ExamRefresh is a little-known but very helpful source. They offer YouTube videos (click here), but they also sell bonus material such as lessons on each physics subject, flash cards, and practice quizzes. Often the access includes abdomen and OB/GYN study materials as well (which I saved to an old computer and promptly lost, so I can't speak to the usefulness of those). For me, any SPI prep I could find was helpful. But, for a budget, the free YouTube videos were a great way to break down subjects I was having a hard time comprehending. They help to teach the topics in a simpler way, rather than just test what you should already know.

ARDMS practice quizzes are a great way to judge how much you know and what you need to work on; it's also helpful to review the website to make sure you understand the breakdown of the test and how the hotspot questions work. That said, my only complaint about the practice quizzes made by the test-givers themselves is that there is a limited amount of questions for what you pay. Great resource to see where you stand if you don't mind the cost.

SDMS Registry Review - 4.5 stars (limited reviews)

SDMS Registry is one of two resources I personally have no experience with. Based on what I've heard, it's a great resource, but a pricey one. Of course anything from SDMS would be a great resource and they definitely have a clue as to what needs to be focused on for the exams. If you're really nervous and have a lot to catch up on to prepare for your exam, it may be worth the splurge (better than retaking the exam!). If you are unable to get to an Edelman conference or get your hands on his conference book, SDMS registry review would be a good second choice for the money.

R&A Blue SonoWorlds - 4 stars (limited reviews)

I included this resource even though I know the very least about it, but I wanted this to be as comprehensive a list as I could come up with. Our very own Daryan brought this one to my attention, so I did some looking. This program includes vascular and MSK training and preparation. The things that most piqued my interest were the video lectures and clinical scanning workshops they offer. For me, hands-on scanning and being thrown into the scenario in real life is the best way to learn. As I mentioned in my previous blog, a lot of my breast ultrasound experience and knowledge came from firsthand work in a breast center. I gained that experience before I even took my breast registry exam, and it made a huge difference in how I felt preparing the that exam. Daryan gave this resource 4 stars, and it looks like a great option to me. Maybe she can give us some further insight....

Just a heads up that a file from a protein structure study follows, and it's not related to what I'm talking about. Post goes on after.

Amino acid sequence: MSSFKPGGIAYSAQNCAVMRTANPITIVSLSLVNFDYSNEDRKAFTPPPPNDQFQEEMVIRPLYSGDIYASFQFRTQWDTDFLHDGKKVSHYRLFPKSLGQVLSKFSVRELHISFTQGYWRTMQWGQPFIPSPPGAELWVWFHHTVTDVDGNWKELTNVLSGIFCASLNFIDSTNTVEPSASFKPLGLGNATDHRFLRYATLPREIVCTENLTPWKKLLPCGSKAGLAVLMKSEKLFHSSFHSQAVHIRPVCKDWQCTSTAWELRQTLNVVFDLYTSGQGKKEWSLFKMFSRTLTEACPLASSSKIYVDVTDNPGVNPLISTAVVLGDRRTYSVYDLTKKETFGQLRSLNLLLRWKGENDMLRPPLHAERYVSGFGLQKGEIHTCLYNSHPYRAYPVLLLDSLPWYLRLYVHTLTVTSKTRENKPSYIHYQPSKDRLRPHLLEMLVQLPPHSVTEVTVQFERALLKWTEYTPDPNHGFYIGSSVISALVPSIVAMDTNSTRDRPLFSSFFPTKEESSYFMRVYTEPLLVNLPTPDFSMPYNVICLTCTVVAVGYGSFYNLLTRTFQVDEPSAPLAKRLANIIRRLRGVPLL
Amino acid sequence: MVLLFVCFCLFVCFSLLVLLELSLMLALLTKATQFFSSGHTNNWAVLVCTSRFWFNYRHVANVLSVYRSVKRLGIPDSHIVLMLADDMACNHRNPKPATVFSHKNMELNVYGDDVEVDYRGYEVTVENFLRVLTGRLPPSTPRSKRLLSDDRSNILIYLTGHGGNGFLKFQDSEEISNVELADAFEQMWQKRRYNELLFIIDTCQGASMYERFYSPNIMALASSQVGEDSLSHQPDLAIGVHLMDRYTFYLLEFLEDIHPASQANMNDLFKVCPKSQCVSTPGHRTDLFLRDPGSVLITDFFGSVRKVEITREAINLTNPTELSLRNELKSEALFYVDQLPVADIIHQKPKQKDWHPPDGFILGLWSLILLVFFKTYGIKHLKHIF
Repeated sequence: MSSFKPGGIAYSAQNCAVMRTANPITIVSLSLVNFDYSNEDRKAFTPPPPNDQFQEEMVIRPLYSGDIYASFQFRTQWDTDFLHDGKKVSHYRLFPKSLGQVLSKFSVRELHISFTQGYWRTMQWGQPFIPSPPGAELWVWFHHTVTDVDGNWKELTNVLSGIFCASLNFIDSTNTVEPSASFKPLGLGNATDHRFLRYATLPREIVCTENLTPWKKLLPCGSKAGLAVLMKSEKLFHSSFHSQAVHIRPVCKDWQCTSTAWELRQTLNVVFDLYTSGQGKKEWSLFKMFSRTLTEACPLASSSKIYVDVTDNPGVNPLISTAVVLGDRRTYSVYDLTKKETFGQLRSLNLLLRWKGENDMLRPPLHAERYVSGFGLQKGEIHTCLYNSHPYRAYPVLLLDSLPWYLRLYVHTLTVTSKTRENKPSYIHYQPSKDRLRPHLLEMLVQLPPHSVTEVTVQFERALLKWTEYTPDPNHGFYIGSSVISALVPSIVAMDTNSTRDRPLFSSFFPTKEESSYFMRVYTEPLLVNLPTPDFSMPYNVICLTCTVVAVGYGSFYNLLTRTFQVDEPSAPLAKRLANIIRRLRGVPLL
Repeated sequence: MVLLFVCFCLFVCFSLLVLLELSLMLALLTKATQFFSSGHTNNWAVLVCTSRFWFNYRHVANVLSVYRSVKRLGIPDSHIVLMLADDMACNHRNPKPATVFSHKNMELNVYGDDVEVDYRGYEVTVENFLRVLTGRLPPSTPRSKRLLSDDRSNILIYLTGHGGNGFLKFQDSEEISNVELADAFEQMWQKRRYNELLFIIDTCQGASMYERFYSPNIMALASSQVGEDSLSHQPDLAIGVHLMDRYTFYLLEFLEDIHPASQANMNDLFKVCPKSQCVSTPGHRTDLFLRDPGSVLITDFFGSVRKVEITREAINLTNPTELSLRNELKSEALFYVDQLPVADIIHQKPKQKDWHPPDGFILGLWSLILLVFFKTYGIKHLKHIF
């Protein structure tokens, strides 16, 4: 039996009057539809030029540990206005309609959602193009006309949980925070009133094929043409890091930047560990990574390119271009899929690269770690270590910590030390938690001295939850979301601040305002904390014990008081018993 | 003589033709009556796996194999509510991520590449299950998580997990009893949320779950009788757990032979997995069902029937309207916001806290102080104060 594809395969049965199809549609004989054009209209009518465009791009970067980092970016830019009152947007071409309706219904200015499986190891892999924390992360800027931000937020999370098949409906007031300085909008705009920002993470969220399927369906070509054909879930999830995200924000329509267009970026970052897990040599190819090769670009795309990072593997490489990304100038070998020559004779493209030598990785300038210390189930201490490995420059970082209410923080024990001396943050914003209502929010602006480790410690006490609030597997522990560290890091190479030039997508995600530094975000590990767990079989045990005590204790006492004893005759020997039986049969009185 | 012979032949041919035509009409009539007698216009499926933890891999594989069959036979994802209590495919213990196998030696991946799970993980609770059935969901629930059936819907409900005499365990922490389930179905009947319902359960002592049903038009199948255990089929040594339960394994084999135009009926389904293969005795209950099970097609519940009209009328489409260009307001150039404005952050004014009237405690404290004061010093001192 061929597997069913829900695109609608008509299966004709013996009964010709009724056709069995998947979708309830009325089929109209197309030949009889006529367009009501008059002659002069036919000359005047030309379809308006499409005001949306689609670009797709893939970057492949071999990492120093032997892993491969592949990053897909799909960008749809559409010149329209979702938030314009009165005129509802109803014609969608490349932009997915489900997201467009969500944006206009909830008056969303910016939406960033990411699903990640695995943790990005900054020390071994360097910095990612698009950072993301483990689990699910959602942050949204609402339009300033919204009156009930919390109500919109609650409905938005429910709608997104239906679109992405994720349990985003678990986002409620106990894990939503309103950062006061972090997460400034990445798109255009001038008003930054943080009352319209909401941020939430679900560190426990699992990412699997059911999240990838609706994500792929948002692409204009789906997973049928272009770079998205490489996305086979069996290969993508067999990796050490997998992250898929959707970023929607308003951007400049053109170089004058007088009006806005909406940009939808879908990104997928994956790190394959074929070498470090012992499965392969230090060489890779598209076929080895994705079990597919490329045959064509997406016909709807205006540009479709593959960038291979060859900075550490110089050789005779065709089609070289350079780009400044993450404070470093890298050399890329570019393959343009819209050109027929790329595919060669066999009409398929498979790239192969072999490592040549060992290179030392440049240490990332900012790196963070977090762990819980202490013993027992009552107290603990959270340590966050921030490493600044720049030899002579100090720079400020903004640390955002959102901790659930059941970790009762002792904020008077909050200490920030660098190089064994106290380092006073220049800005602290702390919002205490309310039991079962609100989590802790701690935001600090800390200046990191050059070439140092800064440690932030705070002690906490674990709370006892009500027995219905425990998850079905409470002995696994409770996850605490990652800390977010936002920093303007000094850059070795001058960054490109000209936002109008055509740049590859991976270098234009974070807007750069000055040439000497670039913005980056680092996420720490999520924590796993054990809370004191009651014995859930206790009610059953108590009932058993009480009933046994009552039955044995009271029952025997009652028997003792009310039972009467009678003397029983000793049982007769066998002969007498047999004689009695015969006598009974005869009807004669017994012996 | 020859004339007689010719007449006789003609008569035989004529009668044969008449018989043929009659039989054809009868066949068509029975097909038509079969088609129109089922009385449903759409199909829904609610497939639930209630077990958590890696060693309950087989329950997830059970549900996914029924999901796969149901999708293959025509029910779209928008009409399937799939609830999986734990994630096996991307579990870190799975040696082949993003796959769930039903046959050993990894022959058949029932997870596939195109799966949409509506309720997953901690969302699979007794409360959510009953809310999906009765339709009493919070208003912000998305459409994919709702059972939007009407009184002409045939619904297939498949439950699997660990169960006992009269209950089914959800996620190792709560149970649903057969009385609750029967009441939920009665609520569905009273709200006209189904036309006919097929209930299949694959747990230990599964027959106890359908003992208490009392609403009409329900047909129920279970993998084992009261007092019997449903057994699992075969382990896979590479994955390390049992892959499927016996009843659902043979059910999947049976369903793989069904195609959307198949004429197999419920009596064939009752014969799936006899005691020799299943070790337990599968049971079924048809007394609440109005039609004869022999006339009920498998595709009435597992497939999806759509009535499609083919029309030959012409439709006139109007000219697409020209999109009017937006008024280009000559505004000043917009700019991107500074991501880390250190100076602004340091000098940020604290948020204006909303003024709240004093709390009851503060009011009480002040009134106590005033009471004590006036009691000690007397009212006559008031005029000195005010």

Hello everyone, Daryan here.

I used this resource a few times when I was starting to review for the registries. Alain Fernandez, the owner, hosted some free live webinars, and they were truly so informative and helpful. What I love about R&A is that they provide a wide variety of resources: online self-paced courses, live webinars, scanning workshops, and more. What makes them stand out even more, is their amazing MSK Registry Review and MSK Training. MSK is becoming more and more popular in the ultrasound profession. However, there really aren't a lot of resources available to learn MSK, which is why this course truly makes them stand out from the crowd.


In addition to these study programs, use your textbooks, Google, Khan Academy, or any other academic resource you can think of to simplify concepts for yourself. If you gain a complete understanding, you will do better on the test than if you memorize. You will also feel more confident in your sonography future. Don't forget to relax! Take the day before the test to calm your brain. Maybe look over some pictures (I recommend googling pathology pictures, but definitely make sure you're looking at the right image if you're using it to study), but don't overdo it. Don't cram before the test. Give yourself plenty of time to relearn if you need to and really grasp what they're trying to teach you. I promise it will benefit you in the end, and not just to pass one exam. This is information you will carry with you through your career, so you want to study to learn.

Don't let yourself get discouraged, you can do it! Good luck sonographers!!!